Seriously, I’ve only been in modeling for three, maybe four years, but I’ve been behind the camera for eight. I know the thought process behind production from castings to music selection. People like myself, Ashley Graham, and Hari Nef have our little armies fighting to change the landscape. It’s been 10 years I feel that change like this has last happened. It’s slowly moving, but it’s better than none at all. We can be sexy, we can sell clothes, we can even handle press if your just give us the opportunity. When I hear a designer did not hire a model of color because their skin color did not match the rest of the colors, it makes me wonder if the designer is listening to themselves. At the end of the day you want to sell your clothes, are you now picking who your clothes are sold to?

Do you think London and Paris are more accepting of diversity than New York?
I have no idea. I was born in New York and the one thing I love comparative to other places I have been is that it has diversity—people from every inch of the world come to live in New York. I studied marketing at FIT, I know that there are cooler things out there than what we see. I was ecstatic to hear New York Fashion Week Men’s was happening. I prefer the Men’s more than the Women’s now.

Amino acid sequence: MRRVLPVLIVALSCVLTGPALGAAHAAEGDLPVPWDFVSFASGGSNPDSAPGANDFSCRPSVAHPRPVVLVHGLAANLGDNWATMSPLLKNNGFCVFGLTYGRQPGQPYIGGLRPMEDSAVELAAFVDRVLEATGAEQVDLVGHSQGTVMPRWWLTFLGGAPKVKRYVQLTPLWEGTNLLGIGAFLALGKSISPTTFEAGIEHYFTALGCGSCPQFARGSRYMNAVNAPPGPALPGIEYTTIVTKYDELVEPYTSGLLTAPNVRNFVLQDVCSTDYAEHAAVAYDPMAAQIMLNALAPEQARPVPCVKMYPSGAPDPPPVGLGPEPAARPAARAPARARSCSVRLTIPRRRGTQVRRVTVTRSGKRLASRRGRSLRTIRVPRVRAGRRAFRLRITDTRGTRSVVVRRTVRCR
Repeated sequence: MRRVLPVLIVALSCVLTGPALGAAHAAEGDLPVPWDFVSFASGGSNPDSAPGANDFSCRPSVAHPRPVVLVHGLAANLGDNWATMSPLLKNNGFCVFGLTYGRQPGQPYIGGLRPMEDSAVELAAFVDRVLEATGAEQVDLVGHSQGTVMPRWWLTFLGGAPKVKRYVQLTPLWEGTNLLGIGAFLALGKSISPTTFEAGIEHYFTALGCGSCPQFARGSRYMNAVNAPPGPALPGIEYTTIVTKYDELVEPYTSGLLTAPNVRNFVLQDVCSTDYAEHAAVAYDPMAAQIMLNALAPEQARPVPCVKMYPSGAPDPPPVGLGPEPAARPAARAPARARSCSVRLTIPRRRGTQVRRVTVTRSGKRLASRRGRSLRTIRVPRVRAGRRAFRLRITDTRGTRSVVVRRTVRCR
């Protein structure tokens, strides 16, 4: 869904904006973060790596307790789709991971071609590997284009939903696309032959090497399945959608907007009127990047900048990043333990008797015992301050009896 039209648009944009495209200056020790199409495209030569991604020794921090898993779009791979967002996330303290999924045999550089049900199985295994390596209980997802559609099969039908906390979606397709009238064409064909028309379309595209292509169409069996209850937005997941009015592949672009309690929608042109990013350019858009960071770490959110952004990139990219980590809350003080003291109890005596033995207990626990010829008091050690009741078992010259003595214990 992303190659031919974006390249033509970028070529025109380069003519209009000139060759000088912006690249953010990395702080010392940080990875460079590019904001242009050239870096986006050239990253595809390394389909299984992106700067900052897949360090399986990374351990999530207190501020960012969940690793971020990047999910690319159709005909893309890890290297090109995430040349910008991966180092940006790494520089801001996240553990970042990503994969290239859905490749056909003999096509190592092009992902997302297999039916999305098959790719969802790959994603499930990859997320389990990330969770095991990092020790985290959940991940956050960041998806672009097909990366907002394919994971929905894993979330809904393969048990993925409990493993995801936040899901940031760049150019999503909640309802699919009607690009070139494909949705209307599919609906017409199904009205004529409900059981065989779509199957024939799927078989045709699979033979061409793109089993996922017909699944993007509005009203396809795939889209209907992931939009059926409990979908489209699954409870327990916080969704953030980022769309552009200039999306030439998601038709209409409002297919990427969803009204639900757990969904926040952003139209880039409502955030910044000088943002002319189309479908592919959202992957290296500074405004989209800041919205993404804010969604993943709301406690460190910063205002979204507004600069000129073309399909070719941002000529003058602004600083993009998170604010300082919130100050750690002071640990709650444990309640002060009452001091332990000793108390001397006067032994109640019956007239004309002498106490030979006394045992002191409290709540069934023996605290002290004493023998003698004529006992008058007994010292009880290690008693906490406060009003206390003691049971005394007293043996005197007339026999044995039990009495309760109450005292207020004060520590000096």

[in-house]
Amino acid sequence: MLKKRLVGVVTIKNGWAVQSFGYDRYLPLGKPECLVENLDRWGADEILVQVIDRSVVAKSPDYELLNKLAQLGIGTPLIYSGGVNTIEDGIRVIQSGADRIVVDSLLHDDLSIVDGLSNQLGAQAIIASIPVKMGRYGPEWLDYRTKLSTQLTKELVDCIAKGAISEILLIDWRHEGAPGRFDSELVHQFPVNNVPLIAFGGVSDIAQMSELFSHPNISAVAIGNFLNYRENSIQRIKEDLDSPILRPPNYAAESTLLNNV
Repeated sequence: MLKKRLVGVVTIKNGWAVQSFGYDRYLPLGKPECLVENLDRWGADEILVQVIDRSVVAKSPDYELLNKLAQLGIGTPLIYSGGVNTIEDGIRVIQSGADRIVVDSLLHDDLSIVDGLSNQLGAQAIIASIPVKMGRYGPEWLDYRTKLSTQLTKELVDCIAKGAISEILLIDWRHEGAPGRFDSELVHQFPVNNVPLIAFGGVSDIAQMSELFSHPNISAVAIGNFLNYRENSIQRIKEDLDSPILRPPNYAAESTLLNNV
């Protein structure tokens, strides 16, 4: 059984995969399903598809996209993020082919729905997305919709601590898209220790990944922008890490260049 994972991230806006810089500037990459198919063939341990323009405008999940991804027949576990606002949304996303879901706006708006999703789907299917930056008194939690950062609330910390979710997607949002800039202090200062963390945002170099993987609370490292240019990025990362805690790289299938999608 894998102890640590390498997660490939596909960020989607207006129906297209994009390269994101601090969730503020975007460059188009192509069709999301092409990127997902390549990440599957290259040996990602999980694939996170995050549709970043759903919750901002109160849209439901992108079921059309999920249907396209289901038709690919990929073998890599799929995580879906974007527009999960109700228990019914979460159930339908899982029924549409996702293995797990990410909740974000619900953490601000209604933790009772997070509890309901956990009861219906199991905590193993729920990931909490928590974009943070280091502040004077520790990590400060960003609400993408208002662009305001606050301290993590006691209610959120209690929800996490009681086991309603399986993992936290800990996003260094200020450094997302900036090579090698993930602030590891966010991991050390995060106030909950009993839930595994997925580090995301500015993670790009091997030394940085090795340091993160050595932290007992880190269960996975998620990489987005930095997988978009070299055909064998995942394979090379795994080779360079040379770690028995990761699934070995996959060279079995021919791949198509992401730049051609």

You’ve pushed so many boundaries, what is next?
Honestly, I never know what’s next until a week before when my agent tells me. I remember hearing celebrities say that when I was younger and thought that was a bogus excuse, but it’s really true! If I knew what was next I probably couldn’t hold the secret—I’d be too excited to tell the world! I would love to land my first fashion cover or be in a really amazing presentation or show. My goal in life is to have a fashion moment similar to Alexander McQueen’s Fall/Winter 2006 show featuring hologram Kate Moss. If Alexander was alive today, I would die to be in his show. Hands down, my favorite designer. My first day at Allure was the day of his passing.